Having invested all this research and imbued it with a proper lack of condescension, what does Kynaston think? You mostly discover by only a few deft phrases introducing a source. He doesn’t like the “strong pro-flats consensus” of the mid-1950s or the officebuilding of Richard Seifert (who gave us Centrepoint in London – and much else less good) whose “remarkable skill in exploiting loopholes in planning laws” enabled him to get maximum lettable space from a site. The great left-wing historian Raphael Samuel, then early in his career is, I think (but I am not sure), endorsed for a passage about Glamorgan planners who “did not set out to destroy a community. They wanted to attack the slums . . . it did not occur to them that there could be any opposition to a scheme informed by such benevolent intentions and, when it came, they could only condemn it as ‘myopic’.”

Every now and then Kynaston lets himself go. He disapproves of the demolition of the “splendid” Victorian Market Hall in Birmingham, and resents greatly Le Corbusier whose “supremely arrogant example” (in 1958) still bewitched. Kynaston is a humanist – in the sense that he likes and revels in human variety for its own sake, and my hunch is that, without being Prince Charles, he believes a lot of 1950s urbanism went horribly wrong. I think he agrees above all with the celebrated architectural critic Ian Nairn, quoted in that very 1950s publication Encounter: “There should be no building for a mean, but simultaneous building for every kind of extreme; and everybody is extreme in one way or another.”

The book’s subtitle, Opening the Box points to this as the period when television began to exert its muscle – in this three-year span, TV ownership took off from 45 per cent in May 1957 to 75 per cent by the October 1959 election (Kynaston, by the way, loves statistics). Radio Times shuffled its pages – TV moving ahead of radio – though it took a little longer for radio fully to give way, with the Archers still getting 18 million listeners, more than three times what it gets now. The BBC as a whole had been pummelled by the arrival of ITV in 1955 but woke up just in time – courtesy of some largely forgotten programmes such as the Six-Five Special, a concoction for younger viewers, and some rather meatier ones headed by Panorama and, more importantly, Tonight. (The recent homage to Tonight in The Hour on BBC2 was a correct reflection of its importance).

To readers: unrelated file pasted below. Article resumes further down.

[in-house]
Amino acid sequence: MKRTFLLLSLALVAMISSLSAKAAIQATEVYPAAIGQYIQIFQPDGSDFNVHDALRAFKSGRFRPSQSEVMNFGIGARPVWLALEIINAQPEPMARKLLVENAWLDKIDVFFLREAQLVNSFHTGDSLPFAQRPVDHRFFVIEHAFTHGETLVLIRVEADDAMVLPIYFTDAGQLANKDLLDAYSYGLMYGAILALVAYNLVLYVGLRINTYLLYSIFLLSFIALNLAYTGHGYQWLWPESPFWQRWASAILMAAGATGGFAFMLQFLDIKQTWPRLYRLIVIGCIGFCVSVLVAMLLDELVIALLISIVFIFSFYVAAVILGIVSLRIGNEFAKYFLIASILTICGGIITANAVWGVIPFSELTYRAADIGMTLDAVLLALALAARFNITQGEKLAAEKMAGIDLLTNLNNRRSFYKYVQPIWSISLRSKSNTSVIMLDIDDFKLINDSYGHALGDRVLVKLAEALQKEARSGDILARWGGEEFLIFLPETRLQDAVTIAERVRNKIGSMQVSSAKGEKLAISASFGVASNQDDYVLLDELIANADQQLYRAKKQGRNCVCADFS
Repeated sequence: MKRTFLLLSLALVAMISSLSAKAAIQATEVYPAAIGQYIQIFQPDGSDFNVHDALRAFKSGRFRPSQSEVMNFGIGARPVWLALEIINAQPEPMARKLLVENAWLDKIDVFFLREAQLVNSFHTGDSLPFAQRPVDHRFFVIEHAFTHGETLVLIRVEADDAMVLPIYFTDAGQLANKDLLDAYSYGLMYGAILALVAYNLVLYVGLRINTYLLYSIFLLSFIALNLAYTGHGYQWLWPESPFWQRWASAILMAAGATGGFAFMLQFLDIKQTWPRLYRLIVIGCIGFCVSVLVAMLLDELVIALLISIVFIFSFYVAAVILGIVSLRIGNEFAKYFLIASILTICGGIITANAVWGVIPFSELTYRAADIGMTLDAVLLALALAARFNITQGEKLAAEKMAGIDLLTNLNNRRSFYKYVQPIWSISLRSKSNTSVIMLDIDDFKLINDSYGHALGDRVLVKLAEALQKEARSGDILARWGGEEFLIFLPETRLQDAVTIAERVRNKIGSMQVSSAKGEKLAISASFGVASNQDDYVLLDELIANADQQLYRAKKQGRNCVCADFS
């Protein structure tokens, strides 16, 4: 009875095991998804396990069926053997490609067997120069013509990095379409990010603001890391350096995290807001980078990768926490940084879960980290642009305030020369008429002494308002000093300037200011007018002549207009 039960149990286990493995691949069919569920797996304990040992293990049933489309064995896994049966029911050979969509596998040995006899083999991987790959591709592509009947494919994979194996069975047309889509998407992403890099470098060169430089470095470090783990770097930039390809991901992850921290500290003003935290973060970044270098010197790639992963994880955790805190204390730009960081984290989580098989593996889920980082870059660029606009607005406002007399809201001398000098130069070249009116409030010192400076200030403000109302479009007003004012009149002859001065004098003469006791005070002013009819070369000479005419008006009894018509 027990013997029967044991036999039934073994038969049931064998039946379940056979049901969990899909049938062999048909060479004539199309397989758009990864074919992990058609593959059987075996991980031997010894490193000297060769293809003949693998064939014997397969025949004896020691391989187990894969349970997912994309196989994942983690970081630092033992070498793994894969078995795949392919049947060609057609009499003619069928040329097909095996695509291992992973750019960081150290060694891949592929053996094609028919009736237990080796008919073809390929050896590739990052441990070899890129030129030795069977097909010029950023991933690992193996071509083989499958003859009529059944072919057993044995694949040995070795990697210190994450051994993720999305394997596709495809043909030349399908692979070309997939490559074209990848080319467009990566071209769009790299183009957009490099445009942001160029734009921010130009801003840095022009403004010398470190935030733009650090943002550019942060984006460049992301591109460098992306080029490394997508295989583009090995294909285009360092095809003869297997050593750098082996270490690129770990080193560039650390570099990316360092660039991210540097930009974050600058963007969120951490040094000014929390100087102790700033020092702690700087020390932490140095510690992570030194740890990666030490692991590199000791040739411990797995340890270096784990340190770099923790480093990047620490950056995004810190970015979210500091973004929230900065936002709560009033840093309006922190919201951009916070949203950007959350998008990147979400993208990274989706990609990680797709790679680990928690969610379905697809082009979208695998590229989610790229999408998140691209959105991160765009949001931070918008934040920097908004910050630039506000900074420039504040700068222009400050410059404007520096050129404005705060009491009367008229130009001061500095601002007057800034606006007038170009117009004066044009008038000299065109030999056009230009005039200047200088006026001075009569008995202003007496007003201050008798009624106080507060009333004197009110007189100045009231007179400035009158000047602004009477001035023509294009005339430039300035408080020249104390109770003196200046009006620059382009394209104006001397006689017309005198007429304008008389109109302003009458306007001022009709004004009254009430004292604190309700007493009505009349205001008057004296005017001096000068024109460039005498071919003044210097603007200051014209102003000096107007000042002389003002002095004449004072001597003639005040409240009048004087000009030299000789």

But this was no golden age of BBC institutional virtue and independence. When Lord Altrincham, the future John Grigg, called the Queen’s voice “a pain in the neck” and wrote that her speeches gave the impression of a “priggish schoolgirl, captain of the hockey team, a prefect and a recent candidate for Confirmation”, the BBC yanked him off Any Questions. The director general, ex-military man Ian Jacob, went further – banning altogether an Altrincham supporter, Malcolm Muggeridge, whose own journey to priggish sanctimony was not yet complete.

The BBC was neither a bastion of liberalism nor of scrupulous impartiality. The soon to be revered Huw Wheldon, presenter of the new arts programme Monitor, is quoted as saying “we can’t have anyone who’s overtly queer on the programme”. In the 1959 election campaign Tony Benn’s party political broadcasts were apparently aided by Tonight’s Alasdair Milne – later to become a sacked director general.

Some of Kynaston’s most powerful material is on education. Early on he lets slip a rare maximum force verdict – talking about the “unnecessarily brutal destruction (irrespective of the underlying rights and wrongs) of the grammar and direct grant schools”. Later he lists the glittering talents – Joan Bakewell, Peter Hall, Neil Kinnock, David Hockney and many others – who went to grammar schools in the late 1950s and became pillars of a more meritocratic Britain. But the passages he has dug up about what it felt like to take the 11-plus and then fail are heart-rending – and he writes of its “inherent cruelty and divisiveness”. His feel for the issues of class, social mobility and education is not merely scholarly – but moving.

So to the politics. It was an era in which the two main parties had nearly 95 per cent of the vote (it is now nearer 65 per cent). The Conservative post-Suez revival under Harold Macmillan, which culminated in the party’s third general election victory in a row in 1959, is a throbbing heartbeat. However, there was the hullabaloo of the resignation in January 1958 of the chancellor Peter Thorneycroft and his junior ministers Nigel Birch and Enoch Powell, who feared that Macmillan was not prepared to control government spending. This gave rise to one of Macmillan’s more celebrated pearls – the “little local difficulty”. He toughed – or should that be smoothed – his way out of it by allowing Thorneycroft’s successor, Derick Heathcoat- Amory, to loosen hire purchase restrictions, reflate the economy and fuel the “never had it so good” society.

Labour did not have strong enough answers. Kynaston charts Labour’s torture and confusion in the face of affluence, something it took until Tony Blair to confront, at a point where at least some of Britain’s class distinctions were beginning to fragment. Along the way he provides superb thought-provoking asides. Macmillan, the supposed ham and opportunist, is convincingly described as a moralist. Harold Wilson, the rising Labour star busy attacking Conservative privilege and My Fair Lady, is “puritanical, old-fashioned and selectively modernising”.

But much of the sheer and abundant joy of this book is its serendipity: the excitement generated by Tommy Steele, the rise and fall of the now forgotten pop star Terry Dene, Harold Pinter getting slaughtered by the critics for The Birthday Party, the Evening Standard on Judi Dench “whose first professional performance [as Ophelia] this only too obviously is” and hundreds of other wonders and absurdities captured and recreated for our enlightenment and entertainment. It was, as Kynaston notes, a hopeful time. Enjoy it.

Mark Damazer is the Master of St Peter’s College, Oxford

TV ownership in Britain grew from 45 per cent to 75 per cent between 1957 and 1959. Image: Topfoto

This article first appeared in the 24 June 2013 issue of the New Statesman, Mr Scotland

NATIONAL MUSEUM OF WALES, CARDIFF
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Everything is illuminated: Rowan Williams on the art and faith of David Jones